Charter of the United Nations and The Universal Declaration of Human Rights (UDHR)


Introduction

‘Human rights’ refers to the basic rights and freedoms to which all humans are entitled, often held to include the right to life and liberty, freedom of thought and expression, and equality before the law. Human rights are the foundation of human existence and coexistence. They are universal, indivisible and interdependent. Human rights are recognised as fundamental by the United Nations and, as such, feature prominently in the Preamble of the Charter of the United Nations: “… to reaffirm faith in fundamental human rights, in the dignity and worth of the human person, in the equal rights of men and women and of nations large and small…”. The United Nations is the only international entity with jurisdiction for universal human rights legislation. Where it has been adopted, legislation commonly contains:

  • security rights that prohibit crimes such as murder/”enforced” involuntary suicide, massacre, torture and rape;
  • liberty rights that protect freedoms in areas such as belief and religion, association, assembling and movement;
  • political rights that protect the liberty to participate in politics by expressing themselves, protesting, participating in a republic;
  • due process rights that protect against abuses of the legal system such as imprisonment without trial, secret trials and excessive punishments;
  • equality rights that guarantee equal citizenship, equality before the law and nondiscrimination;
  • welfare rights (also known as economic rights) that require the provision of, e.g. education, paid holidays, and protections against severe poverty and starvation;
  • group rights that provide protection for groups against ethnic genocide and for the ownership by countries of their national territories and resources.

 


Charter of the United Nations and The Universal Declaration of Human Rights (UDHR)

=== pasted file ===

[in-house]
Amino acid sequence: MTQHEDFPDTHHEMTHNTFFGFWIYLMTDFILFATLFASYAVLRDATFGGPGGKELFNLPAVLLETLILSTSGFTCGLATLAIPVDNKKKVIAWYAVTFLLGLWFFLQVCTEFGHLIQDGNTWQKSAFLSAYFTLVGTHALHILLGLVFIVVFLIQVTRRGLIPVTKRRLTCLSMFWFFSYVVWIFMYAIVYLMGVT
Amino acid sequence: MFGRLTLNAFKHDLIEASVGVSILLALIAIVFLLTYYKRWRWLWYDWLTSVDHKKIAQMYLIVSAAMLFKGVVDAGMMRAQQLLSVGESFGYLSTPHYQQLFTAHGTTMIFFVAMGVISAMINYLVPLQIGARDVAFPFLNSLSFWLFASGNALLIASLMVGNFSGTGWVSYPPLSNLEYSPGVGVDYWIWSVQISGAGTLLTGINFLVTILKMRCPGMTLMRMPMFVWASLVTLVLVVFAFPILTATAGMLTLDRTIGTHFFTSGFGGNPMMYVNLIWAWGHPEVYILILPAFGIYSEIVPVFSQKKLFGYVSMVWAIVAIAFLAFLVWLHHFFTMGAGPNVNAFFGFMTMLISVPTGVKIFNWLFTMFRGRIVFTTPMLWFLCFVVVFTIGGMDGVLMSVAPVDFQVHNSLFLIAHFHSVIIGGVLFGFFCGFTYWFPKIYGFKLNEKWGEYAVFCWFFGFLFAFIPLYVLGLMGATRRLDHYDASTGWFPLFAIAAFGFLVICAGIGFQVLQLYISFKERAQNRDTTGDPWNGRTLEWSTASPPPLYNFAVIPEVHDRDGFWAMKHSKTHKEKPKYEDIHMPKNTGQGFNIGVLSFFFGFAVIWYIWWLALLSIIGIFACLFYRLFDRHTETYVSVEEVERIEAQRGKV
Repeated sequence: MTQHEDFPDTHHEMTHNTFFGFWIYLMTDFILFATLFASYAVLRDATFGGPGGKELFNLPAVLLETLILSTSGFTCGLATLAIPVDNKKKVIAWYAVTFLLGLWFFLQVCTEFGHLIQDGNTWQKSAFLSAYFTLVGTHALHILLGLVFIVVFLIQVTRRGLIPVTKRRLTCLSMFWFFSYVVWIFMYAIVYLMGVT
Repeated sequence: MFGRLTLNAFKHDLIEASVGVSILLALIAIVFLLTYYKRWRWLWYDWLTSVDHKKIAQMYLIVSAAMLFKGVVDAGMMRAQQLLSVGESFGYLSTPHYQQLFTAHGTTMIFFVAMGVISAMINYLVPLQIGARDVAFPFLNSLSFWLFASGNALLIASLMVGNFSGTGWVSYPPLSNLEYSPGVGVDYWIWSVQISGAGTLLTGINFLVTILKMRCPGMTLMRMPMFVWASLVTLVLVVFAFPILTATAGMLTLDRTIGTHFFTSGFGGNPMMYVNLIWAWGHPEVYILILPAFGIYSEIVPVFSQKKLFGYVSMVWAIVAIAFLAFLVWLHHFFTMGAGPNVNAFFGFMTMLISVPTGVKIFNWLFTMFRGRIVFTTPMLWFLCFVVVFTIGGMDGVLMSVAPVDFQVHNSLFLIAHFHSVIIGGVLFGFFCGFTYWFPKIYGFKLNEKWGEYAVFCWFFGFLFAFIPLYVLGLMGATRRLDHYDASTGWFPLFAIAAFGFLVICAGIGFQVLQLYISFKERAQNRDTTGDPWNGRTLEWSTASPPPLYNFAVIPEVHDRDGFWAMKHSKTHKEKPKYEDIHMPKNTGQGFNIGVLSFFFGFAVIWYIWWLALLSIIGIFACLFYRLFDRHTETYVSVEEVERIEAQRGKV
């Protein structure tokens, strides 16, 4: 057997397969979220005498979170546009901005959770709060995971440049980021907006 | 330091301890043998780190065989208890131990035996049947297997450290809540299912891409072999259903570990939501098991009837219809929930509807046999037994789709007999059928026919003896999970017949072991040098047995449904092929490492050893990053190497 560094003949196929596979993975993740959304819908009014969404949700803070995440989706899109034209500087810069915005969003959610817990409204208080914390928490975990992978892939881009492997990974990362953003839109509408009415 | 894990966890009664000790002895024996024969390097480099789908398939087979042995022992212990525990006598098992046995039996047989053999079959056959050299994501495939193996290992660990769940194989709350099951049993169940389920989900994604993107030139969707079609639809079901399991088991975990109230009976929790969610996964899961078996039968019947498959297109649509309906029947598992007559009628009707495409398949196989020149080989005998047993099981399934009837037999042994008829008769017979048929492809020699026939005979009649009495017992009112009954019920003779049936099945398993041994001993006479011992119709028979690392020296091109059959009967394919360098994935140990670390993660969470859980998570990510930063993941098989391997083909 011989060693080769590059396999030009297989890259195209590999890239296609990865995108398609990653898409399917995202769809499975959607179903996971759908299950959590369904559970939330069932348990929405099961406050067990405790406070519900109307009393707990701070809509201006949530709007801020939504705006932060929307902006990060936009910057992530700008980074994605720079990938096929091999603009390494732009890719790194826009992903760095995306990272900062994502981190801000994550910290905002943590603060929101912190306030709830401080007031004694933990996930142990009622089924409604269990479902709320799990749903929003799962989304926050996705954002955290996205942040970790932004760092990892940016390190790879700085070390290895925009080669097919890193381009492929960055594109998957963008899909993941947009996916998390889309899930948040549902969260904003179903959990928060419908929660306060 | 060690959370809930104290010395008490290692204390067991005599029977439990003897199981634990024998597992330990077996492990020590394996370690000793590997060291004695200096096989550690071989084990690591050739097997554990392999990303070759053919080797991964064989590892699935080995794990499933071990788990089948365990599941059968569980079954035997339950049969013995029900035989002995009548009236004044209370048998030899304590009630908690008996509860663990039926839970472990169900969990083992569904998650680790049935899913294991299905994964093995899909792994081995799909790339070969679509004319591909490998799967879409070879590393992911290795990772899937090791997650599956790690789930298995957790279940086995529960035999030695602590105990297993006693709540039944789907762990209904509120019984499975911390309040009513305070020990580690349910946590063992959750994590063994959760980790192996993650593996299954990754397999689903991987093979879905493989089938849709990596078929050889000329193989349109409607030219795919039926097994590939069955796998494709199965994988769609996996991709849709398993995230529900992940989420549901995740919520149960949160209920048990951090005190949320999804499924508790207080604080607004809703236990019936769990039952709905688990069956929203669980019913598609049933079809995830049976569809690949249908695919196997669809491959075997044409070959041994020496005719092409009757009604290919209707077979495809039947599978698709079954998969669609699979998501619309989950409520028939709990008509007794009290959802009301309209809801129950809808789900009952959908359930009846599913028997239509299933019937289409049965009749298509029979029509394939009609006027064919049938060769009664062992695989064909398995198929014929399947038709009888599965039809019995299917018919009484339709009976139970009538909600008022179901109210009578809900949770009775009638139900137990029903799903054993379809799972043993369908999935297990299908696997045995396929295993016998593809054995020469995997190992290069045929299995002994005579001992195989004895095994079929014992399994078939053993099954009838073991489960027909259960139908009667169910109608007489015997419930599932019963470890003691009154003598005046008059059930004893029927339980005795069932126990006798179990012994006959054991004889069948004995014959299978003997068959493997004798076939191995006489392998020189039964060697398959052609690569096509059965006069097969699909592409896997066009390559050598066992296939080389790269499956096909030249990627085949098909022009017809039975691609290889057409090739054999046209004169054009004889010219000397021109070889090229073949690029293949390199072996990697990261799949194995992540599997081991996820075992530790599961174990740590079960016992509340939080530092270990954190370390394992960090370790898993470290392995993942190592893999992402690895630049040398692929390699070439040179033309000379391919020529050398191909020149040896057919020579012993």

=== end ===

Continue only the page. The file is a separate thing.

The United Nations (UN) is an international organisation whose stated aims are to facilitate cooperation in international law, international security, economic development, social progress and human rights issues. The pursuit of human rights was a central reason for creating the UN. It was founded in 1945 and began with fifty countries signing the United Nations Charter. As of 2007, there are 192 United Nations member states, encompassing almost every recognised independent state. The UN Charter obliges all member nations to promote “universal respect for, and observance of, human rights” and to take “joint and separate action” to that end. The Charter consists of a preamble and a series of articles divided into chapters. It includes: purposes of the United Nations; criteria for membership; the organs and institutions of the UN; arrangements for integrating the UN with established international law; and the enforcement powers of UN bodies.

The Universal Declaration of Human Rights (UDHR) is an advisory declaration adopted by the United Nations General Assembly (A/RES/217, 10 December 1948 at Palais de Chaillot, Paris). It consists of a Preamble and 30 articles setting forth the human rights and fundamental freedoms to which all men and women, everywhere in the world, are entitled, without any discrimination.

 

The Charter of the United Nations [Word]  [PDF]  [HTML]

The Universal Declaration of Human Rights (UDHR) [Word]  [PDF]  [HTML]